Music Notes: A Day to Remember closes summer to remember

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The outdoor season at Stage AE will close on Sunday the same way it started -- with a frenzied sold-out crowd for All Time Low and Pierce the Veil.

This time, however, the cherry on top will be A Day to Remember. The metalcore band from Florida, defined by its growled verses, sung choruses and furious crowds, has something going in PromoWest Live's Pittsburgh-Columbus circuit.

"Both of our A Day to Remember dates, in Pittsburgh and Columbus, sold out, and the agent asked, 'What are you doing?' because those are their two best markets," said Scott Stienecker, president of the Columbus-based promoter.

A Day to Remember's House Party Tour is the 53rd outdoor event in a season that Mr. Stienecker says is the biggest since the venue, which opened in December 2010, stepped outside in 2011.

While First Niagara Pavilion is clearly dominated by Nashville acts -- nine of its 23 shows were country -- Stage AE continued to be harder to pin down in terms of genre. There was an even spread of indie rock (Flaming Lips, Sigur Ros), classic rock (Cheap Trick, Alice Cooper, Peter Frampton), hip-hop (Kendrick Lamar, Mac Miller), jam-rock (Black Crowes, O.A.R.), pop (fun., Fall Out Boy), country (Darius Rucker) and grunge/metal (Soundgarden, Queens of the Stone Age).

Stage AE's biggest summer show, in terms of crowd size and revenue, was Icelandic indie-folk band Of Monsters and Men, drawing 5,200 in one of seven summer sell-outs.

"Darius Rucker did better than we thought," Mr. Stienecker said. "With Fall Out Boy, we didn't know where their career was going to be, and it sold out really quick. Cheap Trick was probably the biggest disappointment."

Mac Miller, who sold out First Niagara Pavilion last summer, underperformed a bit, he said, doing 3,100.

A few shows, like The National and Rancid, sold out inside and could have been moved outdoors, but, he noted, some bands prefer to play to a packed indoor club.

"Our real big shows," Mr. Stienecker said, "are the ones that appeal to college and young professionals. That's your concert-going age."

Doors open at 6 p.m. Sunday for the sold-out Rockstar Energy Presents A Day to Remember's House Party Tour with All Time Low, Pierce The Veil and The Wonders.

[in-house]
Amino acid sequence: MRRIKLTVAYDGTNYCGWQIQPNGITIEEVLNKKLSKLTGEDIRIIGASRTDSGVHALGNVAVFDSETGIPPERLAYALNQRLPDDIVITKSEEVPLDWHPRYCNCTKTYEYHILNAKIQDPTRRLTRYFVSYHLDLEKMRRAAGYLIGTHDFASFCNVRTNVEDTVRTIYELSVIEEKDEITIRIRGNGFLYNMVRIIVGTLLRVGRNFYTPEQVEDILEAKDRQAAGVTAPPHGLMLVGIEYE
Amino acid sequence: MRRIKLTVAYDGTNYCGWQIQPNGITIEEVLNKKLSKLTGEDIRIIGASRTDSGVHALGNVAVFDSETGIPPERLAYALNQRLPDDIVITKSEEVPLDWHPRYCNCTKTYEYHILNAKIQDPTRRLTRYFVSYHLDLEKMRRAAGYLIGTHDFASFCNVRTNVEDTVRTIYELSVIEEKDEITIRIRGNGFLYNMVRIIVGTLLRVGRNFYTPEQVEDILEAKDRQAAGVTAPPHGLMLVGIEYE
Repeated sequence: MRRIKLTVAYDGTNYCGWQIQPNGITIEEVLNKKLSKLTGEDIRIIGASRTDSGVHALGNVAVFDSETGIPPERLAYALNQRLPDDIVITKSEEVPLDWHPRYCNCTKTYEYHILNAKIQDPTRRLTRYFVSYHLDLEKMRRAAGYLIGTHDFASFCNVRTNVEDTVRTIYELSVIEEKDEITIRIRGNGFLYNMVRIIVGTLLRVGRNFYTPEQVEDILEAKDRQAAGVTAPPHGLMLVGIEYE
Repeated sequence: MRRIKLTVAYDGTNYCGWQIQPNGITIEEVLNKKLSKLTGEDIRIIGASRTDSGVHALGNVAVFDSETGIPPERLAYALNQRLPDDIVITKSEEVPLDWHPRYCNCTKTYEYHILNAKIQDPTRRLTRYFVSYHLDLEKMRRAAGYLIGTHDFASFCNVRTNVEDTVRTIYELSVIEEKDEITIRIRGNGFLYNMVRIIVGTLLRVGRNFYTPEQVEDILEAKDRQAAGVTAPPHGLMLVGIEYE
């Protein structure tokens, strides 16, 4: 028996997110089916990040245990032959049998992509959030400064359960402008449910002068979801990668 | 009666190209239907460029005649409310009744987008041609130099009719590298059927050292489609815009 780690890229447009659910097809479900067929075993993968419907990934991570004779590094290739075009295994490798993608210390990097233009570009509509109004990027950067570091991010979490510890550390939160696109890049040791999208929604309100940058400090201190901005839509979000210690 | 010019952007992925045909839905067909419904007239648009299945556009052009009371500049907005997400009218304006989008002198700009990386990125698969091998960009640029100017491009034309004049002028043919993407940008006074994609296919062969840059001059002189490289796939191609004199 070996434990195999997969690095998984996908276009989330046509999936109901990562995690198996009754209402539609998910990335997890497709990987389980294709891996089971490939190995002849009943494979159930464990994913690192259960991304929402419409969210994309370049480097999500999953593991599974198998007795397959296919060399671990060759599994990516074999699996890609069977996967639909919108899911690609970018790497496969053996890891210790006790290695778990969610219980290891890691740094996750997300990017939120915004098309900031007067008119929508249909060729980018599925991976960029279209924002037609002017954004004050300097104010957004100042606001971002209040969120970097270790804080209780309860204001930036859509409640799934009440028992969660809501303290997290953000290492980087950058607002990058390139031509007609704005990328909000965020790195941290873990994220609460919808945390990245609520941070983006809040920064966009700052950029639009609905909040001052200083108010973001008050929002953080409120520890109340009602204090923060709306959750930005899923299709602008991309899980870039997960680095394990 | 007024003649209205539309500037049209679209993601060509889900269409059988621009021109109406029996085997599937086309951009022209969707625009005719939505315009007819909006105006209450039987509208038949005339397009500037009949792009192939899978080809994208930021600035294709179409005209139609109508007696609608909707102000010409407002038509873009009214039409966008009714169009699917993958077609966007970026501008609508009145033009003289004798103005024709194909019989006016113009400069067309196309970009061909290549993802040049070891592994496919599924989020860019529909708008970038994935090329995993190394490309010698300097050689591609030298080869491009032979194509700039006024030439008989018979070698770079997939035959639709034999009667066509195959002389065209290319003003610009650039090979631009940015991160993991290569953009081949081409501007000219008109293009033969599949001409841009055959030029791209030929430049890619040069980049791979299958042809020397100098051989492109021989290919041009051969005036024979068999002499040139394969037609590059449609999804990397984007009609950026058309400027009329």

Meat Puppets + 1

When the Meat Puppets play Club Cafe on Saturday, it will be the band's first trip here with a third Kirkwood, and it's not a long-lost brother.

Curt Kirkwood, who fronts the band with his bassist brother Cris, has enlisted the services of his 29-year-old son Elmo as a second guitarist.

The genre-defying punk/psych/folk group from Arizona helped keep the '80s safe for guitar bands with such classic albums as 1985's "Meat Puppets II" and 1985's "Up on the Sun" and got its biggest exposure when Kurt Cobain invited the Puppets to appear on Nirvana's "MTV Unplugged in New York."

The band, which has played amazing shows here at the Decade, Graffiti and Mr. Smalls, among other spots, plays its most intimate venue yet, Club Cafe, touring on its 14th album, "Rat Farm."

"It's going to be real blown up folk music," Curt said about the album in a statement. "I tried to write stuff that would be kind of easy to learn and easy to play, try and get it to stand on its own that way -- just the chords and the melodies, and play it kind of straight. I think that was the guiding boundaries that I gave myself."

"I didn't want to get too complicated. It was one of those things where a lot of times, in the past especially, Cris would go, 'Well, that's all there is? Let's put a prog rock part in the middle.' But I tried to hold it off as much as I could. I'm a lot of times trying to do that -- be as simple as possible -- because it tends to make something stick for me a little better, because I don't have to think about it that much when I'm playing it. And that I might actually wind up playing it live at some point, which is what I'm trying to do. I made it a point to do that."

Elmo isn't a musical novice, having played in the bands Flamingo and Kirkwood Dellinger. He told Punk Globe, "Curt and I play different music and write different songs... Beyond my voice sounding kind of like his and us looking alike there aren't many similarities. So I find that if I don't mention the connection most people won't make it on their own."

The show is at 9 p.m. Tickets are $20;


Scott Mervis:; 412-263-2576. Twitter: @scottmervis_pg.


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